# Calculating electric field.

1. Jan 23, 2010

### E92M3

1. The problem statement, all variables and given/known data
A line (A-B-C-D) with uniform charge density is shown in the following figure. Calculate the electric field and the potential at center O, where AB=CD=Diameter of the semi-circle.

2. Relevant equations
$$E(r)=\frac{1}{4 \pi \epsilon_0}\int_l \frac{\lambda(r')}{n^2}\hat{n}dl'$$
n is the distance from the charge element to the point r and n hat is its direction.

3. The attempt at a solution
Form super position, I know that i can break it into sections of AB, BC and CD.
I think that the contribution of AB should cancel CD.
I let the length of AB=CD=L. Please verify the followings:
$$E(O)_{AB}=\frac{\lambda}{4 \pi \epsilon_0}\int_{\frac{-L}{2}}^{\frac{-3L}{2}}\frac{dx}{x^2}$$
$$E(O)_{CD}=\frac{\lambda}{4 \pi \epsilon_0}\int_{\frac{L}{2}}^{\frac{3L}{2}}\frac{dx}{x^2}$$
$$E(O)_{AB}=-E(O)_{CD}$$

But I'm stuck here, can't deal with the semi circle.

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Last edited: Jan 24, 2010
2. Jan 24, 2010

### vela

Staff Emeritus
Yes, you can see that from the symmetry. The contributions from AB and CD will be equal but point in opposite directions.
I'd switch the limits on the first integral so it comes out positive because if $\lambda>0$, you expect the contribution from AB to point in the +x direction at O. I'd put a negative sign in front of the second integral because CD's contribution should point in the -x direction. The signs in both cases come from $\hat{n}$.
You want to use polar coordinates and express $dl$ in terms of $r$ and $\theta$. Also, you can argue that only one component matters because the other will cancel by symmetry.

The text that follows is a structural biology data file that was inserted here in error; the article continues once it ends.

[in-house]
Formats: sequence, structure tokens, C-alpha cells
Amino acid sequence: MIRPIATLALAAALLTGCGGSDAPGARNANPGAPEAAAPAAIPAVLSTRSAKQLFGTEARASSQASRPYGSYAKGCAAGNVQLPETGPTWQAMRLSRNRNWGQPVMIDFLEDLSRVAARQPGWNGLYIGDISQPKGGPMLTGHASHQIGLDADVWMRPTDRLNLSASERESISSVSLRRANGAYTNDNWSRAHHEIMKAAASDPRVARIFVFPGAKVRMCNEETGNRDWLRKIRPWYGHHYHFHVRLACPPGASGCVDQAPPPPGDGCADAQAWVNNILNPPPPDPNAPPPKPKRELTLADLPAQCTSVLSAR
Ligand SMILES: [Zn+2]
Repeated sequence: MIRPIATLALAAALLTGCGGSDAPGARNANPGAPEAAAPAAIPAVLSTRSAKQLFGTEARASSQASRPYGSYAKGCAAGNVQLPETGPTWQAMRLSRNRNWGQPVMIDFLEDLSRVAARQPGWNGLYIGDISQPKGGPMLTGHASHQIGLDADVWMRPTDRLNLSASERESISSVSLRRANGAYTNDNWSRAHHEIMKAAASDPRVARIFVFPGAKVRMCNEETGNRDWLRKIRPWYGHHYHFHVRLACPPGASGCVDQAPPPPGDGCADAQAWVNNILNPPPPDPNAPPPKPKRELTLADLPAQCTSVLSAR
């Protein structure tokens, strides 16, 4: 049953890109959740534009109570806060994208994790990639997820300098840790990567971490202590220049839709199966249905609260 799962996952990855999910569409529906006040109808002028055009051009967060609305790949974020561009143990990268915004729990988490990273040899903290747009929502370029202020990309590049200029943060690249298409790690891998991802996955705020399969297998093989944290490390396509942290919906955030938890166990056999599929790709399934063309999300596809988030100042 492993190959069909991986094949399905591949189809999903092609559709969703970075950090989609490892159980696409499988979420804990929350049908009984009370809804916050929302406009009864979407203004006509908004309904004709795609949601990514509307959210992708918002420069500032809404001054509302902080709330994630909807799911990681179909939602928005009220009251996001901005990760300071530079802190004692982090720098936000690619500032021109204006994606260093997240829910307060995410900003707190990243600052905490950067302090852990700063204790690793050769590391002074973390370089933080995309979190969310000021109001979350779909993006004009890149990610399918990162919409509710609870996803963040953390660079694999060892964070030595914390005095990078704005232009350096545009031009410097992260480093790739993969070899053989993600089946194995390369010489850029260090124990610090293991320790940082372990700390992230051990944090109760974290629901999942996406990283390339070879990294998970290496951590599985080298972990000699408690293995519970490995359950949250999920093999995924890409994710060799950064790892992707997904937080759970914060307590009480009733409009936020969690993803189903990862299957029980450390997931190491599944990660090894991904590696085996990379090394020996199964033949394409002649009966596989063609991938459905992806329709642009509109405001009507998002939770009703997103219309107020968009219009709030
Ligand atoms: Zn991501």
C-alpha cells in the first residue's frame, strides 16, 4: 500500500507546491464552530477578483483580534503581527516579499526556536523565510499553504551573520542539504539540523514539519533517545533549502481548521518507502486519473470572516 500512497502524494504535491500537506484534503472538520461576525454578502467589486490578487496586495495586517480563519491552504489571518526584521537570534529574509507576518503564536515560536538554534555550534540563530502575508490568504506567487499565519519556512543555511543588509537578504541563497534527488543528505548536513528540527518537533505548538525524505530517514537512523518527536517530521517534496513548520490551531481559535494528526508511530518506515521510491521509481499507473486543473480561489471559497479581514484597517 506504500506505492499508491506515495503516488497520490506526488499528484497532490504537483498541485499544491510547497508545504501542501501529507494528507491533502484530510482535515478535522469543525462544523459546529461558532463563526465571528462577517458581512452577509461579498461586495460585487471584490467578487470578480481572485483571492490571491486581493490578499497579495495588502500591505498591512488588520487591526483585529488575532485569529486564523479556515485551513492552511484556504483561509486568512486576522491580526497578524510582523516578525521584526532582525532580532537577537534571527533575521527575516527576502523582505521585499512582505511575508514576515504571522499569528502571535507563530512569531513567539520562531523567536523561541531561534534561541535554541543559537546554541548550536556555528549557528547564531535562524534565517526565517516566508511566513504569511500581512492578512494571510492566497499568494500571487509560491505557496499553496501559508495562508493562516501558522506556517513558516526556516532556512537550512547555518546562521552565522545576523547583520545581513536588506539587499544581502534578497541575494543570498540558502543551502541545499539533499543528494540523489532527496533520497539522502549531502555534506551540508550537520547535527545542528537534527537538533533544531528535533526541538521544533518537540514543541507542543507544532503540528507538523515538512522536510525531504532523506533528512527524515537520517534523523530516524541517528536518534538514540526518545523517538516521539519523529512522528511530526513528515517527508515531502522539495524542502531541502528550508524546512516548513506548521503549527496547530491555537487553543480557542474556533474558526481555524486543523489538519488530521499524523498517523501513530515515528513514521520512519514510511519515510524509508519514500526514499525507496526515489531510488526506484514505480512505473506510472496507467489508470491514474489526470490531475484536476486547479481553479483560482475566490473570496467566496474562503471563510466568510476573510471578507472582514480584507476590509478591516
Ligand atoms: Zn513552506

3. Jan 24, 2010

### E92M3

I did some more thinking but just get want to get one thing straight: What determines the limits of the integral? Namely, what determines P in:
$$E(r)=\frac{1}{4 \pi \epsilon_0}\int_l \frac{\lambda(r')}{n^2}\hat{n}dl'$$

I have 2 thoughts on this:
1. n hat. For section AB, n hat points to the +x-direction; therefore, the limits are -3L/2 (bottom) to -L/2(top). For section CD, n hat points towards the -x-direction, so the limits are 3L/2(bottom) to L/2(top). This will ensure that their contribution cancels. But what about BC? I know that it probably doesn't matter for this question since I will end up integrating in polar anyways. But should I integrate from B to C or from C to B? This lead me to come up with my second thought.
2. Define a direction for dl and stick with it. In this case I can choose from ABCD or DCBA. As with my 1st thougt, it won't matter for the semicircle in the middle, but if I do this, AB and CD won't cancel. Which one should I go with?

4. Jan 24, 2010

### E92M3

I worked out the solution for the electric field, please chck whether it's right, THANX!!!!!!
$$E=E_{AB}+E_{BC}+E_{CD}$$
$$=\frac{\lambda}{4 \pi \epsilon_0} \left [ \int_{-3L/2}^{-L/2}\frac{dx}{x^2} \hat{x}+\int_{-L/2}^{L/2} \frac{dl}{n^2} \hat{n}+ \int_{L/2}^{3L/2} \frac{dx}{x^2} (-\hat{x}) \right ]$$
The first and last integrals cancels. Now the center one:
$$dl=rd\theta = \frac{L}{2}d\theta$$
$$\hat{n}=cos\theta \hat{x}+sin\theta \hat{y}$$
$$=\frac{2\lambda}{4 L\pi \epsilon_0} \int_{0}^{\pi}cos\theta \hat{x}+sin\theta \hat{y}d\theta$$
$$=\frac{-\lambda}{ L\pi \epsilon_0} \hat{y}$$

Now what about the potential at O? I know that :
$$V(r)=-\int E \cdot dl$$
I take the potential at infinity to be zero and this integral is path independent. I choose the path along the y axis, then I have:
$$V(O)=\frac{\lambda}{ L\pi \epsilon_0} \int_{\infty}^0 \hat{y} \cdot dy(-\hat{y})$$
$$=\frac{-\lambda}{ L\pi \epsilon_0} \int_{\infty}^0 dy$$
This blows up. How can I deal with it?

Last edited: Jan 24, 2010
5. Jan 24, 2010

### vela

Staff Emeritus
You dropped a sign here. $\hat{n}$ should point away from wire when $\lambda>0$.